Howard Marks put it nicely when he said that, rather than worrying about share price volatility, ‘The possibility of permanent loss is the risk I worry about… and every practical investor I know worries about. It’s only natural to consider a company’s balance sheet when you examine how risky it is, since debt is often involved when a business collapses. We can see that Venus Remedies Limited (NSE:VENUSREM) does use debt in its business. But the more important question is: how much risk is that debt creating?
When Is Debt A Problem?
Debt and other liabilities become risky for a business when it cannot easily fulfill those obligations, either with free cash flow or by raising capital at an attractive price. Ultimately, if the company can’t fulfill its legal obligations to repay debt, shareholders could walk away with nothing. However, a more frequent (but still costly) occurrence is where a company must issue shares at bargain-basement prices, permanently diluting shareholders, just to shore up its balance sheet. Having said that, the most common situation is where a company manages its debt reasonably well – and to its own advantage. The first step when considering a company’s debt levels is to consider its cash and debt together.
What Is Venus Remedies’s Debt?
You can click the graphic below for the historical numbers, but it shows that Venus Remedies had ₹1.88b of debt in September 2019, down from ₹2.98b, one year before. However, it also had ₹147.2m in cash, and so its net debt is ₹1.73b.
How Healthy Is Venus Remedies’s Balance Sheet?
The latest balance sheet data shows that Venus Remedies had liabilities of ₹2.59b due within a year, and liabilities of ₹1.18b falling due after that. Offsetting these obligations, it had cash of ₹147.2m as well as receivables valued at ₹598.3m due within 12 months. So it has liabilities totalling ₹3.03b more than its cash and near-term receivables, combined.
The deficiency here weighs heavily on the ₹277.7m company itself, as if a child were struggling under the weight of an enormous back-pack full of books, his sports gear, and a trumpet.” So we definitely think shareholders need to watch this one closely. At the end of the day, Venus Remedies would probably need a major re-capitalization if its creditors were to demand repayment. The balance sheet is clearly the area to focus on when you are analysing debt. But it is Venus Remedies’s earnings that will influence how the balance sheet holds up in the future. So if you’re keen to discover more about its earnings, it might be worth checking out this graph of its long term earnings trend.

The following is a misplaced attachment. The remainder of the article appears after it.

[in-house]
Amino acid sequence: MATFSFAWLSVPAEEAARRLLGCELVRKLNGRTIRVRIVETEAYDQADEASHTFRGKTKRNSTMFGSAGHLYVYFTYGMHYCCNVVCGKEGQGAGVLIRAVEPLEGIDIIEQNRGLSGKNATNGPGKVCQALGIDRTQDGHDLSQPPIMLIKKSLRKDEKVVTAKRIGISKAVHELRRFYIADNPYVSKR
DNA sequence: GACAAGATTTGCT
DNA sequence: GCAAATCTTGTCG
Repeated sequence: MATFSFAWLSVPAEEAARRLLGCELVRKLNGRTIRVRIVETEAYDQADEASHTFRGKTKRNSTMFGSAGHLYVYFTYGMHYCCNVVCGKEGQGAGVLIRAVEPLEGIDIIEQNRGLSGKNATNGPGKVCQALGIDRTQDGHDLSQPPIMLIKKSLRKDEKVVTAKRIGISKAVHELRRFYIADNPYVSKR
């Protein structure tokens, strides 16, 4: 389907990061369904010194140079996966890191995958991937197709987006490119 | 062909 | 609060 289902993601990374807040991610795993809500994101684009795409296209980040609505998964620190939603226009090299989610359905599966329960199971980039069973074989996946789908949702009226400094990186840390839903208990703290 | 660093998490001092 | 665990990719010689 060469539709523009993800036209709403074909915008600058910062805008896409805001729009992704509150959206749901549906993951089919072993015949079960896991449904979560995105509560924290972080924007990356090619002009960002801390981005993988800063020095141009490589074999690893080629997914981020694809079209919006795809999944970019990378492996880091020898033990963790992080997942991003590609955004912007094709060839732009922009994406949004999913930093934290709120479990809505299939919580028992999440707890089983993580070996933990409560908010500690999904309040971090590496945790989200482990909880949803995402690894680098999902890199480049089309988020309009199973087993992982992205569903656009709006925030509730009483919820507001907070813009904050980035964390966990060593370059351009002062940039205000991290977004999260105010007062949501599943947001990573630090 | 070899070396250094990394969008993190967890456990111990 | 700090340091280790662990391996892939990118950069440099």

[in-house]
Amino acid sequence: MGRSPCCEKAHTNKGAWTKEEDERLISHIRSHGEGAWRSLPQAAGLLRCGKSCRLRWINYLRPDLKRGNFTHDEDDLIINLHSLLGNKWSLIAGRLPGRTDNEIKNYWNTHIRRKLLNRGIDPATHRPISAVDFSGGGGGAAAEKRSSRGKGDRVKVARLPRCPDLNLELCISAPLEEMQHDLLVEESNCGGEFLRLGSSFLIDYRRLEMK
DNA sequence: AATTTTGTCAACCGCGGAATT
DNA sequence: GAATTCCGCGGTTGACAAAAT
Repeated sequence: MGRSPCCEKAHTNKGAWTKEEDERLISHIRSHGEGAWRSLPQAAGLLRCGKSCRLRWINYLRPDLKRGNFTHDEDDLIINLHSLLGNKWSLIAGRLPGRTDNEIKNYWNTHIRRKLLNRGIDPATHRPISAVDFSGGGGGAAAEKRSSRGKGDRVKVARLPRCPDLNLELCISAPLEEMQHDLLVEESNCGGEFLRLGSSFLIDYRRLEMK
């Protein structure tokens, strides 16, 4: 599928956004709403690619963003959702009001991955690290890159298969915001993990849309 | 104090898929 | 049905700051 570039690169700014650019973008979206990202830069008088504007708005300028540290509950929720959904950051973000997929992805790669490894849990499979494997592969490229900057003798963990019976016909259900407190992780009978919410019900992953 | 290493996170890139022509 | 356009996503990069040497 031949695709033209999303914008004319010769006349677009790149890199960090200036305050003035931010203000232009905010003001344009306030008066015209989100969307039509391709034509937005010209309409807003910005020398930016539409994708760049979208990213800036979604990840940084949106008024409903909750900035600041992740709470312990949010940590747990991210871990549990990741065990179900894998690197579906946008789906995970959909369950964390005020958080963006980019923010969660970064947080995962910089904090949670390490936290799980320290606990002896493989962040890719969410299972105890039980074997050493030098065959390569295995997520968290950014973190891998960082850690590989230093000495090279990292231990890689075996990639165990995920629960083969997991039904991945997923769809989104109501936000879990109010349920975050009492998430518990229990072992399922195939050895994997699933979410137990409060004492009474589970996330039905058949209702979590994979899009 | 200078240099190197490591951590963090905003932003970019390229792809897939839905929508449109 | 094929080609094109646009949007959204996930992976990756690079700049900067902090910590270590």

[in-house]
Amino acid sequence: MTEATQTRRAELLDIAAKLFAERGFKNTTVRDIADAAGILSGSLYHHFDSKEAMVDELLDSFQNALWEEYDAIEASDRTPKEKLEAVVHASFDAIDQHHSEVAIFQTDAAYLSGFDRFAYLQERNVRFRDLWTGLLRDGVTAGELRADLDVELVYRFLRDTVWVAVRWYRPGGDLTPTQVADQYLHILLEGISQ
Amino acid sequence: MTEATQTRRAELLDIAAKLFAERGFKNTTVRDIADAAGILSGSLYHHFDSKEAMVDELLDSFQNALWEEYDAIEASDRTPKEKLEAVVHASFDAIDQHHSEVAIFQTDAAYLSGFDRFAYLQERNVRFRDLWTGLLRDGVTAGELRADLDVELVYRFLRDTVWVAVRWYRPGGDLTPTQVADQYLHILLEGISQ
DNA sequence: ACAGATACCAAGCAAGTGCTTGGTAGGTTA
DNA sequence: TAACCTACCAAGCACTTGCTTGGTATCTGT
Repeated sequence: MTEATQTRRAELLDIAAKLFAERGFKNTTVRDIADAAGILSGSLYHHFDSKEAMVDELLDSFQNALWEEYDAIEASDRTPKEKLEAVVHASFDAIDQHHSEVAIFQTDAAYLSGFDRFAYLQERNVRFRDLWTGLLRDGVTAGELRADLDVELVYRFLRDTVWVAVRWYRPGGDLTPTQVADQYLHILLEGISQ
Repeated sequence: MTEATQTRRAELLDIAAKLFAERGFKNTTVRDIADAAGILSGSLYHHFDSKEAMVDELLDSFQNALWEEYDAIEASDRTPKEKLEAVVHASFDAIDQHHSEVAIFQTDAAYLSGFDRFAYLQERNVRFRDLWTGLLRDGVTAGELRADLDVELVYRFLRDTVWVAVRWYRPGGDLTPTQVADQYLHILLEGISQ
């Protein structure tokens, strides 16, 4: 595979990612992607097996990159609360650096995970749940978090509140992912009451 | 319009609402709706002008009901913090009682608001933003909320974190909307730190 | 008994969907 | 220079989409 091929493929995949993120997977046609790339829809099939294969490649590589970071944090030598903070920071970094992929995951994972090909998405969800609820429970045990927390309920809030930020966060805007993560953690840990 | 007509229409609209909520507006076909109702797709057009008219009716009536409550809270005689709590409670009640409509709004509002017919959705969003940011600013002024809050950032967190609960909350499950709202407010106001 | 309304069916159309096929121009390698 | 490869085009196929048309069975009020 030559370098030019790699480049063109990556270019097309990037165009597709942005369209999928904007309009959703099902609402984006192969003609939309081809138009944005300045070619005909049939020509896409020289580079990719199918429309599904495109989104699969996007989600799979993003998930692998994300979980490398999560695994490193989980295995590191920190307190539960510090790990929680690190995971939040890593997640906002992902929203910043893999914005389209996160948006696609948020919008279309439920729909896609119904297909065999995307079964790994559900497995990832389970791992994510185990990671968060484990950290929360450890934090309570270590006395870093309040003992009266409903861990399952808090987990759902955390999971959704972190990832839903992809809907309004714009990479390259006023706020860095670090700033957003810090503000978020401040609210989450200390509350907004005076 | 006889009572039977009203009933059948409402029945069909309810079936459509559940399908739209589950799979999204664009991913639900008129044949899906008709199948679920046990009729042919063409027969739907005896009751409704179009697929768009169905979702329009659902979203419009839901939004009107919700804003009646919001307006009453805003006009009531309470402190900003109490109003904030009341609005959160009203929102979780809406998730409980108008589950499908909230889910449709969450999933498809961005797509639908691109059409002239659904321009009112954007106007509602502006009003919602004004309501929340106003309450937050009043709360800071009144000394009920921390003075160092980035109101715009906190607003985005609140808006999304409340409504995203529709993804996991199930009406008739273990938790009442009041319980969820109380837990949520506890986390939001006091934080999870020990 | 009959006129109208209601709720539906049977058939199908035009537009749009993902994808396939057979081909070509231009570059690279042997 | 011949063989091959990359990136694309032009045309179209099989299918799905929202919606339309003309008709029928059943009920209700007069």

Over 12 months, Venus Remedies made a loss at the EBIT level, and saw its revenue drop to ₹3.3b, which is a fall of 5.5%. We would much prefer see growth.
Importantly, Venus Remedies had negative earnings before interest and tax (EBIT), over the last year. Indeed, it lost a very considerable ₹48m at the EBIT level. When you combine this with the very significant balance sheet liabilities mentioned above, we are so wary of it that we are basically at a loss for the right words. Sure, the company might have a nice story about how they are going on to a brighter future. But the reality is that it is low on liquid assets relative to liabilities, and it lost ₹269m in the last year. So we’re about as excited about owning this stock as hiking up a snowy mountain with wet socks on in the rain. It’s too risky for us. For riskier companies like Venus Remedies I always like to keep an eye on the long term profit and revenue trends. Fortunately, you can click to see our interactive graph of its profit, revenue, and operating cashflow.
When all is said and done, sometimes its easier to focus on companies that don’t even need debt. Readers can access a list of growth stocks with zero net debt 100% free, right now.
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